How convenient you can find cassoulet in a can~ quelle surprise for me! Your goat cheese salad with walnuts sounds delicious~ we're big fans of goat cheese at my house too!

"I'm an English woman, living in a not very pretty village, in rural France"...I had to chuckle. ..is that true? Not very pretty~ I can't imagine...

Merci for joining in the fun at FFT~ I'll add a link back to my post :)

once in a blue moon said...

oh maggie i love your take on this! i wanted walnuts too, none to be had! i love how we have so many of the same quotes!

the potage... oh my how much do i love seeing all this! i was so intrigued by the lunar gardening, glad it wasn't lost!

so funny you slipped in the tomatoes!

loved your review, i did some research on the author, she is english but lived in france to finish the book off, she said that so much came from real life in the villages.

thank you so much for playing with food for thought, i can't help but smile to see all the fun everyone shared :)

Rocky Mountain Woman said...

I am absolutely going to look for that cassoulet. I probably won't find it here in the Rockies, but I will probably be able to find an online source.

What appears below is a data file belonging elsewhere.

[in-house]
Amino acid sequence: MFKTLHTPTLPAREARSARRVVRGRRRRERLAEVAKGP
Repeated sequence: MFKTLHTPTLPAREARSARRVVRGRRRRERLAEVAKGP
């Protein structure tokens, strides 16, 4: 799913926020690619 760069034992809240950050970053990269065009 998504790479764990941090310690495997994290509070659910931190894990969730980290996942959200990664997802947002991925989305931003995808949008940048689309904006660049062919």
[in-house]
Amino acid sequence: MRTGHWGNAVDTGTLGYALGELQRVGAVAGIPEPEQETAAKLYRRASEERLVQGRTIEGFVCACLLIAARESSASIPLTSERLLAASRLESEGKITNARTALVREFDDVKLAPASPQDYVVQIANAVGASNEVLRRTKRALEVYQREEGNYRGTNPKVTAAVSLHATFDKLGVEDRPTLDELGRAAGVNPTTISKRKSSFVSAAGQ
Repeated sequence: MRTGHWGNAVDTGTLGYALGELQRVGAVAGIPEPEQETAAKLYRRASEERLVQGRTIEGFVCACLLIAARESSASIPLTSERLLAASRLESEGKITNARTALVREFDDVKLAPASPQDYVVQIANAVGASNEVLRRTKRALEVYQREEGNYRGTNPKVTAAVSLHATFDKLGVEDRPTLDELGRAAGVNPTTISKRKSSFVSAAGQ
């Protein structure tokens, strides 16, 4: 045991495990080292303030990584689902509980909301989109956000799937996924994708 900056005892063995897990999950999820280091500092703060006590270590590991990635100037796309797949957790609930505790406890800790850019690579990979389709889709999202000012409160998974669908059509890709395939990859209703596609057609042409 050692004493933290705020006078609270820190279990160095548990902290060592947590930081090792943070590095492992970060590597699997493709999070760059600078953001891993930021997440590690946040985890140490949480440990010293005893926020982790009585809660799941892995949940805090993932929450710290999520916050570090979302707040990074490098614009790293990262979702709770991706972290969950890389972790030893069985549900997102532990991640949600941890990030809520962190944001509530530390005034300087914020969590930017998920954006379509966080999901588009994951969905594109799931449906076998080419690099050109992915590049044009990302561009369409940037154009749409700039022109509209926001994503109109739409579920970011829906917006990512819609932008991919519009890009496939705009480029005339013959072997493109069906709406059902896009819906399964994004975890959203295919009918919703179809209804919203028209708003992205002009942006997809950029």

Lovely photos!!!

TheBookGirl said...

I like food related offerings, and this sounds like a lovely one.

vicki said...

Maggie-
This was a fun post to read. A great review ( always) and recipe to boot! I loved the garden photos! Thanks for another great read!
Vicki

Nan said...

Such a fun and interesting review of a book that I now HAVE to read! Thank you. Do you know about the Bruno, Chief of Police series by Martin Walker set in that same region? I really enjoyed the first two which I wrote about, if you are interested:

http://lettersfromahillfarm.blogspot.com/2010/10/two-books-by-martin-walker.html

Thanks for this wonderful posting. I so loved it and all the pictures.

The Silver Bunny said...

What an extraordinarily clever way to review books ! I am putting your blog on my (new-born)list of blogs.

Jeanie said...

This looks fun, but what I really adore are all the fabulous photographs! And I have to say, it's really something that you prepared something you're not terribly fond of to help illustrate! I hope it was worth the effort. (I AM rather fond of cassoulet!)